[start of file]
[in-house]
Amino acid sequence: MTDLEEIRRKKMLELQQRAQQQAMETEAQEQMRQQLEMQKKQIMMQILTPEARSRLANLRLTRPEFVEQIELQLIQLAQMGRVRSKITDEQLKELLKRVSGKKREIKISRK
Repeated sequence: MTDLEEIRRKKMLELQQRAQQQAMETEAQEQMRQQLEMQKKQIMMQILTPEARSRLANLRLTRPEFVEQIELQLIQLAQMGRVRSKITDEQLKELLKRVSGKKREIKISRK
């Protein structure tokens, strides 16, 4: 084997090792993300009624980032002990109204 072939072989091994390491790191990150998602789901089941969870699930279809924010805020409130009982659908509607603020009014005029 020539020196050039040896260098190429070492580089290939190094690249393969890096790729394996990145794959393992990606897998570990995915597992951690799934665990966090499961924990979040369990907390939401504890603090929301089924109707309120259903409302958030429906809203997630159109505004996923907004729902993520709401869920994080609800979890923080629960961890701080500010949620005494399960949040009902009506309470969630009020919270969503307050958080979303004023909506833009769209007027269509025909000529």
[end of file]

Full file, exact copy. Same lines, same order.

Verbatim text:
[in-house]
Amino acid sequence: MTDLEEIRRKKMLELQQRAQQQAMETEAQEQMRQQLEMQKKQIMMQILTPEARSRLANLRLTRPEFVEQIELQLIQLAQMGRVRSKITDEQLKELLKRVSGKKREIKISRK
Repeated sequence: MTDLEEIRRKKMLELQQRAQQQAMETEAQEQMRQQLEMQKKQIMMQILTPEARSRLANLRLTRPEFVEQIELQLIQLAQMGRVRSKITDEQLKELLKRVSGKKREIKISRK
């Protein structure tokens, strides 16, 4: 084997090792993300009624980032002990109204 072939072989091994390491790191990150998602789901089941969870699930279809924010805020409130009982659908509607603020009014005029 020539020196050039040896260098190429070492580089290939190094690249393969890096790729394996990145794959393992990606897998570990995915597992951690799934665990966090499961924990979040369990907390939401504890603090929301089924109707309120259903409302958030429906809203997630159109505004996923907004729902993520709401869920994080609800979890923080629960961890701080500010949620005494399960949040009902009506309470969630009020919270969503307050958080979303004023909506833009769209007027269509025909000529």